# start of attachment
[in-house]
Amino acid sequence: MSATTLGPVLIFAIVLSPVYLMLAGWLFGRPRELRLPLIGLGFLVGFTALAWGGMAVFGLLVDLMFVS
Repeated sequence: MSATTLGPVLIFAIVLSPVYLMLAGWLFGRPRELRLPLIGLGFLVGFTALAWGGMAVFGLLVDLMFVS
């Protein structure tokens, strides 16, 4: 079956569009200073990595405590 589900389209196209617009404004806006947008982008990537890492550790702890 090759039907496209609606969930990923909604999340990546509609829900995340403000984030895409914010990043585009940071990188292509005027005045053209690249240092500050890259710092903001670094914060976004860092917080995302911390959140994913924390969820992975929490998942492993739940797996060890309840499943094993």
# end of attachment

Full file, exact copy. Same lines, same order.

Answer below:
[in-house]
Amino acid sequence: MSATTLGPVLIFAIVLSPVYLMLAGWLFGRPRELRLPLIGLGFLVGFTALAWGGMAVFGLLVDLMFVS
Repeated sequence: MSATTLGPVLIFAIVLSPVYLMLAGWLFGRPRELRLPLIGLGFLVGFTALAWGGMAVFGLLVDLMFVS
């Protein structure tokens, strides 16, 4: 079956569009200073990595405590 589900389209196209617009404004806006947008982008990537890492550790702890 090759039907496209609606969930990923909604999340990546509609829900995340403000984030895409914010990043585009940071990188292509005027005045053209690249240092500050890259710092903001670094914060976004860092917080995302911390959140994913924390969820992975929490998942492993739940797996060890309840499943094993």